The past two years have seen some environmentalists consider support for nuclear; or at least some struggle with what the closure of nuclear power plants means in terms of increased harmful emissions. Groups like Grist, which explicitly focus on the impacts of climate change, are coming around to the idea that shutting down nuclear plants is a bad thing as long as there isn’t something clean to replace them. Vox has published a couple articles that are considerate of the role of nuclear in minimizing emissions. Taking into consideration how intertwined the environmentalist and anti-nuclear movements have been historically, these beginning steps towards the recognition of nuclear as a climate change mitigation tool are important. Serious conversations about the environmental benefits of nuclear power, in this country and the developing world, are picking up steam.
The last two years have seen groups of people emerge to carry the pro-nuclear, environmental message. Founded on Earth Day two years ago, Mothers for Nuclear has carried the message of how lives are positively affected by nuclear energy. Generation Atomic went door to door over the past year, working with citizens in Ohio to send in postcards and sign petitions to keep Ohio’s nuclear plants open. Environmental Progress has worked tirelessly over the past year both on national issues such as in California and New Jersey as well as internationally in South Korea and Taiwan. Nuclear plants are being threatened with closure, and it is exciting to see new explicitly pronuclear environmentalist groups forming to oppose those closures.
Now is a time where action is required to keep nuclear power plants from closing. There is more at stake and therefore more of a reason to reach out to friends, family, and environmentalists to discuss the role of nuclear power. What we know from social science is that people tend to respond to other people in their own “in” group, facts rarely make any impact in changing anyone’s mind, and often people are fairly skeptical of company propaganda campaigns. This means nuclear cannot rely on companies to do the work of changing hearts and minds, especially within thoughtful environmentalist groups. Nuclear needs environmentalists in our midst to engage with the broader environmental community to share why we/they think this technology is important. These new nuclear advocacy groups are not addressing people primarily as nuclear experts; much more fundamentally, they speak as people with strongly held values which drove them towards nuclear.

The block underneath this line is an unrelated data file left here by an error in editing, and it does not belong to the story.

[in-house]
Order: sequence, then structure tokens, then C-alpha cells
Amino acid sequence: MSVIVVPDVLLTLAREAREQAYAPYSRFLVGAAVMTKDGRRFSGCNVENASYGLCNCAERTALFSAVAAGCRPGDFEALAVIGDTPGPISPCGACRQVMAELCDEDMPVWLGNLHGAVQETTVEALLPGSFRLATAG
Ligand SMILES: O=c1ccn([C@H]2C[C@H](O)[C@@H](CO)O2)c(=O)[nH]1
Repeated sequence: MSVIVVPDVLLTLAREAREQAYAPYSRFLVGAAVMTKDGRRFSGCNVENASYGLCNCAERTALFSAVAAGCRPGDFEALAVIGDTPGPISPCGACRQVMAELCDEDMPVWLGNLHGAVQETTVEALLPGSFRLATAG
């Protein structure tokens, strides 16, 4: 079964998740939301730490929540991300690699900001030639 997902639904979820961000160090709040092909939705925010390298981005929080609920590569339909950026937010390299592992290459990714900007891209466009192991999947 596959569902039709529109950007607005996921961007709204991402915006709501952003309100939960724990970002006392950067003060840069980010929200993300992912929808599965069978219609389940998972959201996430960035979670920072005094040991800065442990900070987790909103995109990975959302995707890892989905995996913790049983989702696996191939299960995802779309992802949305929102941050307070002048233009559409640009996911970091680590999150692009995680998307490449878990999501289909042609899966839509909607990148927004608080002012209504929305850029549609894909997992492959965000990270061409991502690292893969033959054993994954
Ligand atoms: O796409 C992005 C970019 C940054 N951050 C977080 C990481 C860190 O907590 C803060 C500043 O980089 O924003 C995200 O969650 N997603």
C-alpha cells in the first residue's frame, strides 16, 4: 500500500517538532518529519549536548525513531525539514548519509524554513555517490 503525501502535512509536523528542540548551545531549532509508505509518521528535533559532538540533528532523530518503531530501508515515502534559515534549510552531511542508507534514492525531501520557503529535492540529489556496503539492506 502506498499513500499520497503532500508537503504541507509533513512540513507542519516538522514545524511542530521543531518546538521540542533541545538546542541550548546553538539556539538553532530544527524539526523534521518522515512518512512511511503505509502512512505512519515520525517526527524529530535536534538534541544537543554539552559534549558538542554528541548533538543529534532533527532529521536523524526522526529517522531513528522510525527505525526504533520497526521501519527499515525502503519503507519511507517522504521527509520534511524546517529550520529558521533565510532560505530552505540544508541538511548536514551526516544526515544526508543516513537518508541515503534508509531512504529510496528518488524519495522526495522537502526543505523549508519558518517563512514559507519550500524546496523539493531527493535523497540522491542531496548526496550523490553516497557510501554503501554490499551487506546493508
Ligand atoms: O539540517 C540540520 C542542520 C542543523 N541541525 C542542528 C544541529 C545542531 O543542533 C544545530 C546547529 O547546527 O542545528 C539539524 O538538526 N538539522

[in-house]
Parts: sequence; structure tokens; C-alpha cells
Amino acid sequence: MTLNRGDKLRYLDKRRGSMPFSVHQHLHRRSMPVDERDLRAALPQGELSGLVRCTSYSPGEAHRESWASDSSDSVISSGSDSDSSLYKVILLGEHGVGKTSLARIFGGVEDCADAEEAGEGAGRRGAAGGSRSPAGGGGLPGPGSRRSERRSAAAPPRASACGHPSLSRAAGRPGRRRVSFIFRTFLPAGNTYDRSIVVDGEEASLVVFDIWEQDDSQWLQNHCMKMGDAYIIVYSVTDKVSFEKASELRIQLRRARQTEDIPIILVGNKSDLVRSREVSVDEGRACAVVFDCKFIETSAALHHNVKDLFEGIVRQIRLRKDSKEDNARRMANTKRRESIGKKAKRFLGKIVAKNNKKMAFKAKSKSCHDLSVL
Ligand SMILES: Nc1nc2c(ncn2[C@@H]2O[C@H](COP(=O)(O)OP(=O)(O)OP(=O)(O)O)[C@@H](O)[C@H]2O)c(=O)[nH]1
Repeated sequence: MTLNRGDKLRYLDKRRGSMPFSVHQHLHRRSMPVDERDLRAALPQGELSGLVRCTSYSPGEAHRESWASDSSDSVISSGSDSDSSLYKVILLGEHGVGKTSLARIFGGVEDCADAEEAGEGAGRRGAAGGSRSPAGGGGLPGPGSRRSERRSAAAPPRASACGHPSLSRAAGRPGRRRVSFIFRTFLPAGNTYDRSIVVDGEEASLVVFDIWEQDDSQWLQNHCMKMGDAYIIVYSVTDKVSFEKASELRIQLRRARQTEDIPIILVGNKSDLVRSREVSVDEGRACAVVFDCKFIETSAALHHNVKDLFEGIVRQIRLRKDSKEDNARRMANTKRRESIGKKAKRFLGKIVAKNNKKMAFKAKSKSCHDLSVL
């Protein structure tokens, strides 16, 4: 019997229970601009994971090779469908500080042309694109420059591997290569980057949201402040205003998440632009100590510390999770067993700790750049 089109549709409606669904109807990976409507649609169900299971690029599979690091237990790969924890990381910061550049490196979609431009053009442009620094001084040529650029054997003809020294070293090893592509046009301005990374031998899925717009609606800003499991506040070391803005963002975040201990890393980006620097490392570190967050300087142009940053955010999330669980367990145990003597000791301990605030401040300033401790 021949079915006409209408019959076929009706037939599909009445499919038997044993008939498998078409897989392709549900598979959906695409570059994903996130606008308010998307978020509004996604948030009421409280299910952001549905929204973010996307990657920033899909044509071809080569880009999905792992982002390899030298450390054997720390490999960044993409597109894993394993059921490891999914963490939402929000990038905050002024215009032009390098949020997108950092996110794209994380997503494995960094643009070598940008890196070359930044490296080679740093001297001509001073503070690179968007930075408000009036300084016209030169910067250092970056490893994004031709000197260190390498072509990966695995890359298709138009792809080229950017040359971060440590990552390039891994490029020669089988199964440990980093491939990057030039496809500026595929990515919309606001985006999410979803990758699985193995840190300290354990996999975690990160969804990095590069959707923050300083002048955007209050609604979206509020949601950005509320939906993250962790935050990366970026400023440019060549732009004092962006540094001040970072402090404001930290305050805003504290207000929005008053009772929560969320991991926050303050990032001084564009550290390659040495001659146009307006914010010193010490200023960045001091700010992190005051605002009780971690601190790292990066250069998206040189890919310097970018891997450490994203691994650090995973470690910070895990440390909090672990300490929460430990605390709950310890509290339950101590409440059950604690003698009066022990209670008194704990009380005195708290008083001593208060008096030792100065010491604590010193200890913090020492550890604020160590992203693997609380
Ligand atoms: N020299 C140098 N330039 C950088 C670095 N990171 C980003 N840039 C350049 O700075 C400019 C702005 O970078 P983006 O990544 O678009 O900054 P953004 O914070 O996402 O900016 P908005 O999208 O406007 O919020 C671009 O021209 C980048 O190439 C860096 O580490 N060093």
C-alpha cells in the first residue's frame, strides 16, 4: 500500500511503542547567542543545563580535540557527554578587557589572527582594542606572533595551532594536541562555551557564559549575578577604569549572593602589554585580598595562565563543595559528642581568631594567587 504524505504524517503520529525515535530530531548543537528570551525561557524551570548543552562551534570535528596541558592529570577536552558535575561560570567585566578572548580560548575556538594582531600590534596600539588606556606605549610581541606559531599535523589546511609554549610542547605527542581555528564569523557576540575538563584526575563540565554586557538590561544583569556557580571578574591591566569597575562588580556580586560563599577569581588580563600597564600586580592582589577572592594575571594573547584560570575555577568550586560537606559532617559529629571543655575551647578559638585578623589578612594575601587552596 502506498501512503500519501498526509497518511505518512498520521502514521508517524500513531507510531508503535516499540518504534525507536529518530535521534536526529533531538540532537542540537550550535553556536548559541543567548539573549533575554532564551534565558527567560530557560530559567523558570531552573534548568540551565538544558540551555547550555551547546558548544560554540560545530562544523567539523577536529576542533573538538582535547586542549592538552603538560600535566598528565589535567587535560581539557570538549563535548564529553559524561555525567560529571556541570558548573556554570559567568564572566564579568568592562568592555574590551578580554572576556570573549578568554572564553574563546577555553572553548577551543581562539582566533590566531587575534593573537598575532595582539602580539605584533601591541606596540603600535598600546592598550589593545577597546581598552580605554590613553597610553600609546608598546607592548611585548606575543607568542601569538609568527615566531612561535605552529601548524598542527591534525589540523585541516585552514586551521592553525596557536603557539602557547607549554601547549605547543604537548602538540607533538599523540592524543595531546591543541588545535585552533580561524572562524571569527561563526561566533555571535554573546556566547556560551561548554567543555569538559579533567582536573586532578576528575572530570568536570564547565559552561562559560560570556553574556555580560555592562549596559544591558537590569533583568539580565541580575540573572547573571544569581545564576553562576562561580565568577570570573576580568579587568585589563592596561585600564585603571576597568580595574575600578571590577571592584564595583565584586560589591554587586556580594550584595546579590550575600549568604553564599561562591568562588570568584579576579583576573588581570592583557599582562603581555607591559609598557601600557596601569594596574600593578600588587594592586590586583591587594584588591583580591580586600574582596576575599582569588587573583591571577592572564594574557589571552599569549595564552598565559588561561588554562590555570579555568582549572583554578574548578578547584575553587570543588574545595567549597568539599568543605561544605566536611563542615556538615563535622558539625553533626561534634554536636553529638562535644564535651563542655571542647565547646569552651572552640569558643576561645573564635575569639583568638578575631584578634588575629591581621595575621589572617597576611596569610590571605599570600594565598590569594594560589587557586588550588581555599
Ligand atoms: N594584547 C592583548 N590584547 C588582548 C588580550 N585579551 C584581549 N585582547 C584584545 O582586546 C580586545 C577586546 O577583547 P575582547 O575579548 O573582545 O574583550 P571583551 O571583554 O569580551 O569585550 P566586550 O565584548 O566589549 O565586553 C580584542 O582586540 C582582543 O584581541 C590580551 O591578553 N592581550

So takeaways on this Earth Day — the conversation about nuclear power is changing among people who consider themselves environmentalists, and while that change is slower than desirable, it may be faster than expected in some cases. People in nuclear need to continue to challenge environmentalist groups, but do so in a way that they might actually listen. We all care about the earth. If we can start from there, maybe we can come to a more sympathetic understanding of the role of nuclear power in how to care for it.
 I got the idea of taking nuclear taking ownership of past problems from Dr. Paul Wilson after meeting with him in early April 2018. Thanks!
Emma Redfoot pursued a B.A. in Environmental Studies because of concern about climate change. After deciding to become an engineer, she realized the incredible benefits of nuclear power for people and the planet. She is currently finishing up her M.S .in Nuclear Engineering at The University of Idaho in Idaho Falls. She is an active member of the American Nuclear Society and is a part of their Social Media Team.